- A new report from SevenRooms finds that nearly half of all consumers (48%) believe it's cheaper to order directly from a restaurant than through a third-party delivery platform.
- Sixteen percent of diners believe third-party platforms do more harm than good for restaurants, 23% feel that delivery aggregators charge too much in fees from restaurants and 37% are motivated to order directly from operators to support restaurants.
- SevenRooms data also finds that restaurants have done more work in the past year to incentivize consumers to order directly. Twenty-eight percent of diners say they would be incentivized to order takeout directly versus via a third-party platform if they were offered a personalized promotion, such as a discount code or complimentary item.
More than 110,000 restaurants have closed throughout the past year, which is sparking consumer awareness of the challenges the industry faces and motivating diners to help support operators. Of the consumers motivated to order directly from a restaurant, 28% said it's because they have seen their favorite restaurants struggle and want to help them as much as possible, according to SevenRooms research.
Third-party delivery platforms take a 30% commission from restaurants on average, according to Seven Rooms. Throughout the past year, several cities launched initiatives to help restaurants protect their margins as they operated under takeout- and delivery-only restrictions, including delivery fee caps in Seattle, New York and Los Angeles. Restaurant groups including the Iowa Restaurant Association also encouraged people in March to order directly from their favorite restaurant instead of third-party services to help in the industry's recovery.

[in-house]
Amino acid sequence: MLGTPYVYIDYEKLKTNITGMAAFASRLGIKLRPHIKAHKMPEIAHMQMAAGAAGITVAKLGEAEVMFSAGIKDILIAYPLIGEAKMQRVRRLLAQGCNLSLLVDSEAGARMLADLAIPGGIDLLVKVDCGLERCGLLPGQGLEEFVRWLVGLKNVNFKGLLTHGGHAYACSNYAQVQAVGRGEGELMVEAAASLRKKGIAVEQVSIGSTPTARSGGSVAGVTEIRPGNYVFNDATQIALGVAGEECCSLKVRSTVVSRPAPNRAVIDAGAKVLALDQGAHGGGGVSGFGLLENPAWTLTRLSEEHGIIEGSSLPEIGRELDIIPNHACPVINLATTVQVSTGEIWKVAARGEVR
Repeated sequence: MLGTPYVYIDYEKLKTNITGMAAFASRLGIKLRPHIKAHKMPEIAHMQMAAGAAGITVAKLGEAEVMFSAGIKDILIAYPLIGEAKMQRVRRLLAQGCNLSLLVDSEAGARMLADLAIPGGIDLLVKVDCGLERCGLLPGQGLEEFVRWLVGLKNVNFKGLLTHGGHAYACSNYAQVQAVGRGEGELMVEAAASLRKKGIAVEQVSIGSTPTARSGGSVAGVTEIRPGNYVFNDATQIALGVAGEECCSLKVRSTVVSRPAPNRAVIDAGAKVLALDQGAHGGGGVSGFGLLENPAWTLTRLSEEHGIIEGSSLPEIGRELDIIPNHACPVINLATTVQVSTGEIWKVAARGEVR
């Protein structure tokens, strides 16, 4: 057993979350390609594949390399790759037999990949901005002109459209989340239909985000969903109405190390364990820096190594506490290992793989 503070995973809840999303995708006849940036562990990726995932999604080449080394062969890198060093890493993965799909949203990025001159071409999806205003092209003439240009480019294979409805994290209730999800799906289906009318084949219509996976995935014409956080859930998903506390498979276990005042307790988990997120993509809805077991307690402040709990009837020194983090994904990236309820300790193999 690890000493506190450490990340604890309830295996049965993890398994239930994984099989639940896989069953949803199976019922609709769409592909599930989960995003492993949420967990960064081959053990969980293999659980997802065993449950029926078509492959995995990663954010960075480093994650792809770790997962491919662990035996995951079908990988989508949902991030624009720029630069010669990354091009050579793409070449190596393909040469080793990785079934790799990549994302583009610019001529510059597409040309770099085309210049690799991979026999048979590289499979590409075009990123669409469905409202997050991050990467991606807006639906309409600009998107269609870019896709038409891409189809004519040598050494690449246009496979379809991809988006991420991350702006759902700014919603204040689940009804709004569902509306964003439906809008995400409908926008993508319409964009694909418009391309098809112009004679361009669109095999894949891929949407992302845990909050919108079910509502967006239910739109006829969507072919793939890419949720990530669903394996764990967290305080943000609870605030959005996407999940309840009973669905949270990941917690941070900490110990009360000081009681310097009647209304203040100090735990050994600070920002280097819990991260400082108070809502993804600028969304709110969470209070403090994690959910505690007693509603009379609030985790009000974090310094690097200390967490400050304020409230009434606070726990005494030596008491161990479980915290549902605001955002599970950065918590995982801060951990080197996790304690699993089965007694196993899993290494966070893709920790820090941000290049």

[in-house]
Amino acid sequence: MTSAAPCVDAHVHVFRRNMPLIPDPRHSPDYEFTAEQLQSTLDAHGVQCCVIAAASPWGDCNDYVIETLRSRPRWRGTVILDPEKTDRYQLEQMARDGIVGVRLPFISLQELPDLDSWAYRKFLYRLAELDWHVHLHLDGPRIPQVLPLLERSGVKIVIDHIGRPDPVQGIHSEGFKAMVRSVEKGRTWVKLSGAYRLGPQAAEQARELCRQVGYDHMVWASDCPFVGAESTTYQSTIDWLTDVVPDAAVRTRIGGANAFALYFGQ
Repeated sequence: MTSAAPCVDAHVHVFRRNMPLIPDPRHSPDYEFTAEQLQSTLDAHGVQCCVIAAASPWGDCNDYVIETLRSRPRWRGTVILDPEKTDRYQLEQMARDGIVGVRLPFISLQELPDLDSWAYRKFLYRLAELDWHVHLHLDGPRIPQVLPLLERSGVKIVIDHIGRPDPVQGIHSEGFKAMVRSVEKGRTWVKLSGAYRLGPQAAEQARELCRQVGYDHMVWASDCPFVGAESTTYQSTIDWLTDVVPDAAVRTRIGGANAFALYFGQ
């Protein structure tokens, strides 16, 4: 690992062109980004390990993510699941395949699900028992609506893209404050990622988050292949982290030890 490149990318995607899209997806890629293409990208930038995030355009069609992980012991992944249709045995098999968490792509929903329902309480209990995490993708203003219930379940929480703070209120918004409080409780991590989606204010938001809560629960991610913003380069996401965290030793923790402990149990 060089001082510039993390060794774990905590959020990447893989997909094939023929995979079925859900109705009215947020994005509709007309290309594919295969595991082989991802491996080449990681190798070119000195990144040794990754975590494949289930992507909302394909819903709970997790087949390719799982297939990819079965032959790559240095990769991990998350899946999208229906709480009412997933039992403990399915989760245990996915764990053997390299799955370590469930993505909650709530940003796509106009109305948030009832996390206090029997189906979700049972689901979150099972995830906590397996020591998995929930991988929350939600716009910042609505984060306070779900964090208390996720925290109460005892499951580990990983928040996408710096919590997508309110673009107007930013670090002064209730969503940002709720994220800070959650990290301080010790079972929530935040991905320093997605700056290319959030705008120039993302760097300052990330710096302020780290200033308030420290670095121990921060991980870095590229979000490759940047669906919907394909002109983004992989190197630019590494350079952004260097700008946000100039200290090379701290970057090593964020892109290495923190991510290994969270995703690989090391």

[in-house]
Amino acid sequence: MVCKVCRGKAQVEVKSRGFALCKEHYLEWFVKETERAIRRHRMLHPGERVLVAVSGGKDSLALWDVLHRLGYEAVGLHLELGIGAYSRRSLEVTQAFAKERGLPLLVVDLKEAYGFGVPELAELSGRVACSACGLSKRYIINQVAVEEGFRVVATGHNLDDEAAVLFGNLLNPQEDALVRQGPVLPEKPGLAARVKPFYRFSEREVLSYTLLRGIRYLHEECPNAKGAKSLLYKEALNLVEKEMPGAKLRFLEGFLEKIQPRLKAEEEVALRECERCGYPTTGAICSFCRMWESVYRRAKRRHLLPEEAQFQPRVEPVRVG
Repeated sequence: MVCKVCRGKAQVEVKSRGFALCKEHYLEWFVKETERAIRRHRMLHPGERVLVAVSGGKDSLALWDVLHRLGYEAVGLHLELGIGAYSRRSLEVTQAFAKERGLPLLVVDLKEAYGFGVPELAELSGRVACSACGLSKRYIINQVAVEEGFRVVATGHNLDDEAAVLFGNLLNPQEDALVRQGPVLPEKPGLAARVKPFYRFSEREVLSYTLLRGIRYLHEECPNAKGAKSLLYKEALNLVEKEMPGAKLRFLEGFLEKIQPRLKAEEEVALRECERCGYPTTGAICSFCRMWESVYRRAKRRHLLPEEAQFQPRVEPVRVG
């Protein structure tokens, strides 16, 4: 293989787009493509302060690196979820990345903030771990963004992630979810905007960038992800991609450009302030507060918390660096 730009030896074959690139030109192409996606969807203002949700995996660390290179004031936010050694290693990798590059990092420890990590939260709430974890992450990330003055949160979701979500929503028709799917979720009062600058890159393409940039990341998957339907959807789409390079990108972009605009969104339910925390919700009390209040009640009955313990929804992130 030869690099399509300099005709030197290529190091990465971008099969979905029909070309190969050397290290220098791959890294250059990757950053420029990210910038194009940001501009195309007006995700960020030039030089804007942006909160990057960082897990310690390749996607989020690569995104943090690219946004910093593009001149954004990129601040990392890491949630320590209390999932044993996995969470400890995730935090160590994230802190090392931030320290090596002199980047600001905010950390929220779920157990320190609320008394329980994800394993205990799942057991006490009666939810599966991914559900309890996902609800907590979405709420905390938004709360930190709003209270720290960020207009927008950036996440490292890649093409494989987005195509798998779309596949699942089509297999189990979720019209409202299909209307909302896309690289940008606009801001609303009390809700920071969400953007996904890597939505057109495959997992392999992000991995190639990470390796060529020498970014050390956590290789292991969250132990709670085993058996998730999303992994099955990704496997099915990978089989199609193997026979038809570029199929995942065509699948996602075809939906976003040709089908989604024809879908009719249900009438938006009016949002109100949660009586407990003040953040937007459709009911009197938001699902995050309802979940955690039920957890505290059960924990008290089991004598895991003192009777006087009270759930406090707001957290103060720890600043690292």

During 2020, many major delivery aggregators temporarily waived or reduced commission fees for delivery or takeout to attract new restaurant partners and deepen loyalty with existing operators in their networks. DoorDash was especially proactive in drumming up diner support for restaurants on its platform, creating app filters highlighting Black-owned businesses, creating free delivery promotions for local restaurants to entice diners and launching a five-year, $200 million "Main Street Strong" pledge to dedicate investments, programs, products, service and benefits to support partner restaurants.
Still, SevenRooms report suggests that creating a direct ordering solution could have a major financial impact on restaurants. For example, the restaurant reservation system estimates that a direct ordering solution would save roughly $54,000 for a high-end New York Italian restaurant that generates $216,000 in delivery orders in a six-month period.
Even legacy restaurant chains that have the power to negotiate lower commission fees are incentivizing diners to order directly from their digital platforms. Shake Shack, for example, launched its in-app delivery nationwide last week through a white label partnership with Uber Eats. Burger King's loyalty program is providing points for ordering through its app or website as well. These moves could create a shift in consumer habits away from third-party marketplaces, and help restaurants own their diners' valuable personal data.
"Now these guests are in our ecosystem and we know who they are and what they like, and we can begin to personalize their menus to make it a more delightful experience," Shake Shack CMO Jay Livingston told Business Insider about the company's app in December.
That said, the third-party delivery channel isn't going away. All of the major delivery providers now offer a white-label solution, which could facilitate more direct ordering and solve for the growing number of consumers looking for a direct ordering channel, but would still involve commission fees.